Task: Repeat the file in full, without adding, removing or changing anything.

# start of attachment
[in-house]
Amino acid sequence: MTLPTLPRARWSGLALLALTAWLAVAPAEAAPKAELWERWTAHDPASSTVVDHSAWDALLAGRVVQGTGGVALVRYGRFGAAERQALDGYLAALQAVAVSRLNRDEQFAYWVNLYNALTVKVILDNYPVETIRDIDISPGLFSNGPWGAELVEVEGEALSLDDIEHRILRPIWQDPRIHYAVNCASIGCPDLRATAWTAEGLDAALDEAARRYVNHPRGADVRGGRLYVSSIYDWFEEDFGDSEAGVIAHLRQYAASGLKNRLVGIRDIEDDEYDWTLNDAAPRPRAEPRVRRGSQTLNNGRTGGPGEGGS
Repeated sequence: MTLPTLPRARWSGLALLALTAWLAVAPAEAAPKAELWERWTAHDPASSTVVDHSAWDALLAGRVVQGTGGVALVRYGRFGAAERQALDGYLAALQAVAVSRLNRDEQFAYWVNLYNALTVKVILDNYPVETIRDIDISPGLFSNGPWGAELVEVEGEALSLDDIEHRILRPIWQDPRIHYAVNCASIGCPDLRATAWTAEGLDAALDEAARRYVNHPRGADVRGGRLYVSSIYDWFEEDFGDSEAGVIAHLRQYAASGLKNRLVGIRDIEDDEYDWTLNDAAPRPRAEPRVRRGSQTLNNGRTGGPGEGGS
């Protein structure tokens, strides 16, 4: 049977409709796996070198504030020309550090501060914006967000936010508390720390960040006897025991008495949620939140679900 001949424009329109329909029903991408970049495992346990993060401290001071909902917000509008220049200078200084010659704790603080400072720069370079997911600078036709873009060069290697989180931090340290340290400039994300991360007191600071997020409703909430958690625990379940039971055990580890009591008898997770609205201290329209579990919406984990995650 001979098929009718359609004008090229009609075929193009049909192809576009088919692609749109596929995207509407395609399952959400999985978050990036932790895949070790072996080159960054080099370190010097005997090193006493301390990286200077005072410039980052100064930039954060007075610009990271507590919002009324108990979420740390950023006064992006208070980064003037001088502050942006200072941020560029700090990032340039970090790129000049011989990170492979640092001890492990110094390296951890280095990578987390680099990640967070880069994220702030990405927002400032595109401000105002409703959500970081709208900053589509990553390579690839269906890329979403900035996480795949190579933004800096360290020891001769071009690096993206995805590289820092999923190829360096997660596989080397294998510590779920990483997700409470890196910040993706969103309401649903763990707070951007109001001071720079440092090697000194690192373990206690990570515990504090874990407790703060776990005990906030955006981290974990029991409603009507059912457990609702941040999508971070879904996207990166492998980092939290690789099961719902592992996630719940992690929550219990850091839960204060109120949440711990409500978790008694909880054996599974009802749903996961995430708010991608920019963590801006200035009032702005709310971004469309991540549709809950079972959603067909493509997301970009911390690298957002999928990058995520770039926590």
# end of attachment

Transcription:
[in-house]
Amino acid sequence: MTLPTLPRARWSGLALLALTAWLAVAPAEAAPKAELWERWTAHDPASSTVVDHSAWDALLAGRVVQGTGGVALVRYGRFGAAERQALDGYLAALQAVAVSRLNRDEQFAYWVNLYNALTVKVILDNYPVETIRDIDISPGLFSNGPWGAELVEVEGEALSLDDIEHRILRPIWQDPRIHYAVNCASIGCPDLRATAWTAEGLDAALDEAARRYVNHPRGADVRGGRLYVSSIYDWFEEDFGDSEAGVIAHLRQYAASGLKNRLVGIRDIEDDEYDWTLNDAAPRPRAEPRVRRGSQTLNNGRTGGPGEGGS
Repeated sequence: MTLPTLPRARWSGLALLALTAWLAVAPAEAAPKAELWERWTAHDPASSTVVDHSAWDALLAGRVVQGTGGVALVRYGRFGAAERQALDGYLAALQAVAVSRLNRDEQFAYWVNLYNALTVKVILDNYPVETIRDIDISPGLFSNGPWGAELVEVEGEALSLDDIEHRILRPIWQDPRIHYAVNCASIGCPDLRATAWTAEGLDAALDEAARRYVNHPRGADVRGGRLYVSSIYDWFEEDFGDSEAGVIAHLRQYAASGLKNRLVGIRDIEDDEYDWTLNDAAPRPRAEPRVRRGSQTLNNGRTGGPGEGGS
């Protein structure tokens, strides 16, 4: 049977409709796996070198504030020309550090501060914006967000936010508390720390960040006897025991008495949620939140679900 001949424009329109329909029903991408970049495992346990993060401290001071909902917000509008220049200078200084010659704790603080400072720069370079997911600078036709873009060069290697989180931090340290340290400039994300991360007191600071997020409703909430958690625990379940039971055990580890009591008898997770609205201290329209579990919406984990995650 001979098929009718359609004008090229009609075929193009049909192809576009088919692609749109596929995207509407395609399952959400999985978050990036932790895949070790072996080159960054080099370190010097005997090193006493301390990286200077005072410039980052100064930039954060007075610009990271507590919002009324108990979420740390950023006064992006208070980064003037001088502050942006200072941020560029700090990032340039970090790129000049011989990170492979640092001890492990110094390296951890280095990578987390680099990640967070880069994220702030990405927002400032595109401000105002409703959500970081709208900053589509990553390579690839269906890329979403900035996480795949190579933004800096360290020891001769071009690096993206995805590289820092999923190829360096997660596989080397294998510590779920990483997700409470890196910040993706969103309401649903763990707070951007109001001071720079440092090697000194690192373990206690990570515990504090874990407790703060776990005990906030955006981290974990029991409603009507059912457990609702941040999508971070879904996207990166492998980092939290690789099961719902592992996630719940992690929550219990850091839960204060109120949440711990409500978790008694909880054996599974009802749903996961995430708010991608920019963590801006200035009032702005709310971004469309991540549709809950079972959603067909493509997301970009911390690298957002999928990058995520770039926590």